An excerpt in honor of National Bootlegger’s Day

From Piper Houdini: Nightmare on Esopus Island
Chapter Three: Monsters and Mobsters


Bootlegger Al Capone

Prohibition outlawed the manufacture and sale of alcohol on January 17, 1920, which was also the 21st birthday of legendary bootlegger Al Capone.

Piper took one step and almost twisted her ankle. She wasn’t used to walking in heels and stumbled twice more crossing the street to the Adonis Club.

It was Saturday night and a line had already formed at the door. But it moved quickly. When Piper reached the stairs, she was barely able to navigate the creaky steps down to the entrance. She rapped twice on the door and a small window slid open.

“What’s the word, doll?” A dark eye blinked at her. Piper opened her mouth and froze. The window slammed shut.

The people standing in line at the top of the stairs began to grumble. Piper thumped twice on the door again. The slot opened a crack.

“You again?” the eye said. “You got a spruce caboose, kid, I’ll give you that. Now haul it back to your dapper’s house this second or I’ll…”

“Bee’s knees,” Piper said with a plastered smile that looked like it belonged on a ventriloquist dummy.

The eye scanned her from head to foot.

“You ain’t old enough to be here.”

“Tell you what, you show me your liquor license and I’ll show you my birth certificate.”

The eye narrowed.

“You’re a real bearcat, ain’t ya?”

The peephole closed. Piper thought she had blown it until she heard the click of the doorknob.

“Welcome to the Adonis Club!”

He was a short man, about the same height as Piper in heels. But even in his white dinner jacket and bow tie, she could tell he was solid muscle.

Piper walked into the club and the man closed the door behind her.

“I’m looking for a man called Lobster Bill,” she said, recalling the nickname Collins had given her father.

“Lobster Bill. Ya don’t say?” said the man in the dinner jacket. He studied her without saying another word. Piper decided to try a different angle.

“Master Therion sent me,” she said.

The short man raised an eyebrow. He then called over a larger man in a dark suit.

“Al, take the door for me whilst I show the young lady around.”

Al nodded to the man. “You got it, Joe.”

Joe led Piper across the dance floor and through a red door that led to a spiral staircase. She tried to keep up with him but her heels made it difficult to go any faster. The man led her down a tunnel and through some beaded curtains that led to a windowless room filled with smoke.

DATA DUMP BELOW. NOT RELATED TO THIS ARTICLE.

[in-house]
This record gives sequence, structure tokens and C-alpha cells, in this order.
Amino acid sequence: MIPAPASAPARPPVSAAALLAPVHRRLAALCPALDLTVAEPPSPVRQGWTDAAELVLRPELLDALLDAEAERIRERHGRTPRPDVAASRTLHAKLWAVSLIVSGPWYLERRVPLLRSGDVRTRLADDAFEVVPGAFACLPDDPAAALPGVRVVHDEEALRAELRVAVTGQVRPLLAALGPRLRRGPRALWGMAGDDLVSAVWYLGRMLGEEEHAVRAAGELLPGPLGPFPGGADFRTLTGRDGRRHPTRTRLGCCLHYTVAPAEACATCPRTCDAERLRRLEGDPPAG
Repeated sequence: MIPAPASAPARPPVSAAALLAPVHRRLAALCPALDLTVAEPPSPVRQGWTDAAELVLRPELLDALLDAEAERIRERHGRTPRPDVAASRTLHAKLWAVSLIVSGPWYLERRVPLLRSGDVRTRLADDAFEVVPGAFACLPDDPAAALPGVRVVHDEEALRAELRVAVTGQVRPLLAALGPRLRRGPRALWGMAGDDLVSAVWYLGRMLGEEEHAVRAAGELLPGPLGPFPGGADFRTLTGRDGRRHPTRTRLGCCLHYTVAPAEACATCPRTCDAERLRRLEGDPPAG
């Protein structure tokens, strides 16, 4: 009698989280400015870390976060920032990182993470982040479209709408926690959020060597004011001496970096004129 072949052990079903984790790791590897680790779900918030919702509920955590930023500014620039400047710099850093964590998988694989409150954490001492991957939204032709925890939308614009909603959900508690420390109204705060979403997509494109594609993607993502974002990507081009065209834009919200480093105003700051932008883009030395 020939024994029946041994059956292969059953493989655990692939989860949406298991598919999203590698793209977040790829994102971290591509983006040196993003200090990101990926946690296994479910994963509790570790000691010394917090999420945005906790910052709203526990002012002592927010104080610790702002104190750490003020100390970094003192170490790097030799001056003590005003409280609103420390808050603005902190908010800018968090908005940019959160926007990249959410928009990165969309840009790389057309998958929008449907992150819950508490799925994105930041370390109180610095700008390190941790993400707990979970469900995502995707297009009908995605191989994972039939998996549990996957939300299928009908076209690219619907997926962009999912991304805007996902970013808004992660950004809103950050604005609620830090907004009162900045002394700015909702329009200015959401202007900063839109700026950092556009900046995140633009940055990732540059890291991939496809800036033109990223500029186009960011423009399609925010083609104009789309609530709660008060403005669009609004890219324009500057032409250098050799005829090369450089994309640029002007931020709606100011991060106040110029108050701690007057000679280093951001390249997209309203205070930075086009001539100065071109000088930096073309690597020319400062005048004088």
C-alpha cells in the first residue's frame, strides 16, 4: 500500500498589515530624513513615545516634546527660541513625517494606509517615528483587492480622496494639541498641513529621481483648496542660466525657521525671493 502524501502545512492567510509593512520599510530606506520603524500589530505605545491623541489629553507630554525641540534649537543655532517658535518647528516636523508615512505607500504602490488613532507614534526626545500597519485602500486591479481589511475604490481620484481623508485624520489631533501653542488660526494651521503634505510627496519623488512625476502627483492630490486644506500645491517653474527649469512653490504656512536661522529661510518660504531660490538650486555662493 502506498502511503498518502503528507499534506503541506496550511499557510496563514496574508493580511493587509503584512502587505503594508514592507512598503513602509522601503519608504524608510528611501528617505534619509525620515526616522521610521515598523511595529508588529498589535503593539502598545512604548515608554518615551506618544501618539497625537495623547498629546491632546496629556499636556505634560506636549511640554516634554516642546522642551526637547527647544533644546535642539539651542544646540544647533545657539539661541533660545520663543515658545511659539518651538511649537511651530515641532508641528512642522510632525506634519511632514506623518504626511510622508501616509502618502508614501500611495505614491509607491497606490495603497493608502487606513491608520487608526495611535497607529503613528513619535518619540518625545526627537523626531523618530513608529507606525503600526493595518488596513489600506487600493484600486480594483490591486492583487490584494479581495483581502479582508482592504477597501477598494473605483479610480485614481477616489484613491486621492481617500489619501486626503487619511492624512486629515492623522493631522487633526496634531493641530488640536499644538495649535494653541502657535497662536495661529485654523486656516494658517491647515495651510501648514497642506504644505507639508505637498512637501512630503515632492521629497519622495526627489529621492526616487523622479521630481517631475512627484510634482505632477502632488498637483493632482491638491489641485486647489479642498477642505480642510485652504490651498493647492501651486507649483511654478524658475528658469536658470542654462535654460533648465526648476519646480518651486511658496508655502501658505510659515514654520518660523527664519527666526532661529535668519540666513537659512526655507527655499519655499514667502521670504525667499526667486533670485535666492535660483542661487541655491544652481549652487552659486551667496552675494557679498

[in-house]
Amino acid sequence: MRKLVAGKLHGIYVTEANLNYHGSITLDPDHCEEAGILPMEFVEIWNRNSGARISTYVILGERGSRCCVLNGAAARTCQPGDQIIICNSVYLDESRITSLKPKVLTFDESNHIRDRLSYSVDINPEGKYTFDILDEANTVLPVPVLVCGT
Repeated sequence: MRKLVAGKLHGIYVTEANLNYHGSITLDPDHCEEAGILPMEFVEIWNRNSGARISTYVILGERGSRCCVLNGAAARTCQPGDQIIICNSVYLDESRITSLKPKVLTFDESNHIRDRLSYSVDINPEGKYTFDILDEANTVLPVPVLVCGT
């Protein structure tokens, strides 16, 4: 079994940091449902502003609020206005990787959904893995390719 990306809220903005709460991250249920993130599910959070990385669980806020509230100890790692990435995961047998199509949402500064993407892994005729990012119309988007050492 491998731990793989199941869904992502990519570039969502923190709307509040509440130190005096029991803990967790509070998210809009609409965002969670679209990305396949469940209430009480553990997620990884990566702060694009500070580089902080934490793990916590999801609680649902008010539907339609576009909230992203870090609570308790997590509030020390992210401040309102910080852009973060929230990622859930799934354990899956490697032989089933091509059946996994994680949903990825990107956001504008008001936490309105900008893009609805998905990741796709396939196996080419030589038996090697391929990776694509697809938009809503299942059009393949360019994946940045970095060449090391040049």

Everyone in the room seemed to be holding a lit cigarette. The only thing worse than the reek of the smoke was the stench of all the sweaty bodies huddled together.

Sophisticated gentlemen in suits and tuxedos stood at a mahogany bar nursing snifters of amber liquid. Flitting in and out of the men, fluttering about in dazzling sparkles and shimmering bugle-beads, were a host of fashionable debutantes in feather boas and pastel chiffon party dresses.

Flappers Bootleggers

Contempt for Prohibition was a factor in the rise of the flapper. With legal saloons and cabarets closed, back alley speakeasies became prolific and popular. This discrepancy between the law-abiding, religion-based temperance movement and the actual ubiquitous consumption of alcohol led to widespread disdain for authority.


Oh, God. I’m in hell, Piper thought.

“Wait here,” Joe said, depositing her in the midst of the party girls. They pressed in around her, blocking her view so she had no idea where the doorman went.

The band started playing a fox trot. Spats struck recklessly at the wooden dance floor. A cigarette girl carrying an enameled tray of Lucky Strikes, Camels, and Viceroys looked at Piper and said, “Hey—what’s with the empty hand? Keep your figure slender and neat—reach for a Lucky instead of a sweet.”

Piper just shook her head and cast her eyes toward the ceiling.

A clumsy waiter in a red vest passed with a tray of mismatched teacups, coffee mugs, and glasses. Piper recognized him at once.

“You look ridiculous,” she said to Sal. His trousers dragged on the floor and the vest was so tight she thought the buttons might burst at any second.

“Best I could do at the spur of the moment,” he said almost defensively. Sal put the tray down and came closer so she could hear him over the music.